Naturalgas futures' struggle to break key support continues as the market reversedprior gains as the fresh workweek began. Focused on a healthy natural gasinventory despite a string of storage injection misses against expectations andhistorical averages is preventing a breakout to the upside that is otherwisesupported by weather, demand and a tightening of the supply/demand balance.August futures moved higher early but reversed course, trading as low as$2.696/MMBtu and finished 9.9 cents lower at $2.702/MMBtu.
Naturalgas inventories sit at 3,179 Bcf, or 538 Bcf above the year-ago level and 599Bcf above the five-year average storage level of 2,580 Bcf, after a small39-Bcf injection intoinventories in the week to July 1 that was below expectations and well belowhistorical averages.
Thebuild was above the previous week'sinjection of 37 Bcf and should be bested by this week's reported build seen ataround 60 Bcf, according to an early survey of analysts and traders looking atthe fundamentals during the review week to July 8.
Weatherhas failed to generate the kind of demand the market has been anticipating. TheU.S. Energy Information Administration in its latest weekly update said overallU.S. natural gas consumption fell by 4% week over week, from 61.5 Bcf/d to 59.1Bcf/d, with power burn notching a 5% decline versus the week-ago level as itslid from 34.0 Bcf/d to 32.3 Bcf/d.
Weatheroutlooks continue to show above-average temperatures for key cooling regionsthrough the end of the month, while longer-range outlooks suggest heat movingthrough the remainder of the summer cooling season. Still, the market isquestioning the ability of the weather to drive sufficient enough demand tosubstantially erode the natural gas inventory.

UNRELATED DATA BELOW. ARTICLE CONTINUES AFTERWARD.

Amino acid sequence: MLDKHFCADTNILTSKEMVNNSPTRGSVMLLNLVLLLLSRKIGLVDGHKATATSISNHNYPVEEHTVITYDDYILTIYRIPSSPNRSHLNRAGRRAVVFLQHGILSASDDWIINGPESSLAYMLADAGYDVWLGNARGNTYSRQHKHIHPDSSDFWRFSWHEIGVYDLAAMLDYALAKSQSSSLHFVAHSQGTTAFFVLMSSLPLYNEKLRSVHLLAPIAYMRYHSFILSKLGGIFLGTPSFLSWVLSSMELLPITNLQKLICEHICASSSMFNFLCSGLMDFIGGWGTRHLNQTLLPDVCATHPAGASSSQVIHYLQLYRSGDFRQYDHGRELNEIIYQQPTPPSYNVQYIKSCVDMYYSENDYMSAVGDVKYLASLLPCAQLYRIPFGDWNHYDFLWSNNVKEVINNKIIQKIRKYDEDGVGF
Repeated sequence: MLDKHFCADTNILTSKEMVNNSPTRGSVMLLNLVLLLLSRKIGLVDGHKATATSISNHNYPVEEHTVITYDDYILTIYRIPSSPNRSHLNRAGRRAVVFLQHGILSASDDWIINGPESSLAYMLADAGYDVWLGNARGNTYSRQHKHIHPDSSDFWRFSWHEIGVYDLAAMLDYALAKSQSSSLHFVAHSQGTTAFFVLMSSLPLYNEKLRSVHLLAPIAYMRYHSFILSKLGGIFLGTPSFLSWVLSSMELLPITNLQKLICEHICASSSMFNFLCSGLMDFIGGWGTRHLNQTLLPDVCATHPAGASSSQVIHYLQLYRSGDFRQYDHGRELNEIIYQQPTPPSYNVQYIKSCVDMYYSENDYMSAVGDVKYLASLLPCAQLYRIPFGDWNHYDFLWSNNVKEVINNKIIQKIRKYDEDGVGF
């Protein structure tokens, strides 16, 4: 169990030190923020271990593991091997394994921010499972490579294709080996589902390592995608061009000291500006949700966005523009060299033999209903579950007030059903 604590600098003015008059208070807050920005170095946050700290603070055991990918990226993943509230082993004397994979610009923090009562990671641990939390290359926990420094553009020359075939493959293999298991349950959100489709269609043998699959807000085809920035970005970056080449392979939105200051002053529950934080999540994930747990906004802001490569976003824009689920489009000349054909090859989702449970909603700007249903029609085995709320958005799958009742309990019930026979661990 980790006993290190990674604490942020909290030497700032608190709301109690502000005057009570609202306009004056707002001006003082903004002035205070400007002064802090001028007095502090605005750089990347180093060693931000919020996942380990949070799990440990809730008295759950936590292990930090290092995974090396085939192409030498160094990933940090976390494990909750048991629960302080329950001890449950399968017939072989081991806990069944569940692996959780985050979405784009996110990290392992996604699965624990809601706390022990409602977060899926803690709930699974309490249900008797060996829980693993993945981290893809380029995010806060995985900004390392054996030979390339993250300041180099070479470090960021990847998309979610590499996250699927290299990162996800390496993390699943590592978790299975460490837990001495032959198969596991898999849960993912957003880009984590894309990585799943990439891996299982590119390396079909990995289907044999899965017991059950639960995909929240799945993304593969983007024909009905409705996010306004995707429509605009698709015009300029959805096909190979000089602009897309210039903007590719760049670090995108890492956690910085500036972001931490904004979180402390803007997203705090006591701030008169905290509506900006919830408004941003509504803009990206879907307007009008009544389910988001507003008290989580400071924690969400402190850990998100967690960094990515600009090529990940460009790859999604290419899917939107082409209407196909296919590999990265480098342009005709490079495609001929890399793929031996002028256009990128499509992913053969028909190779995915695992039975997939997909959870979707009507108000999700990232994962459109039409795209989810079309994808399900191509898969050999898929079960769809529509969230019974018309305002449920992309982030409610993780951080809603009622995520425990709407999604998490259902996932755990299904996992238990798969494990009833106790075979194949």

Despitethe slow rate of storage injections, the EIA still expects an end-of-seasonsupply near historical highs atop 4.1 Tcf.
Spot-gasmarkets were higher in the week's opening session as traders booked the Tuesdayproduct at prices supported by weather and demand projections.
TranscoZone 6 NY deals were stronger by about 40 cents to an index near $2.05, andTetco-M3 traded about 10 cents higher at an index near $1.45. At the Henry Hub,deals were up about 10 cents to around $2.85, Waha added about 10 cents to anindex around $2.70, Chicago advanced more than 10 cents to an index atop $2.75,while in the West, SoCal Border traded more than 15 cents stronger to near$2.80 and PG&E Gate traded about 25 cents higher to an index near $2.95.
Market prices and includedindustry data are current as of the time of publication and are subject tochange. For more detailed market data, including our power,naturalgas and coalindex prices, as well as forwardsand futures,visit our Commodities Pages. To view detailed EIA Weekly Natural Gas Storagedata, go to our Natural Gas Storage Page.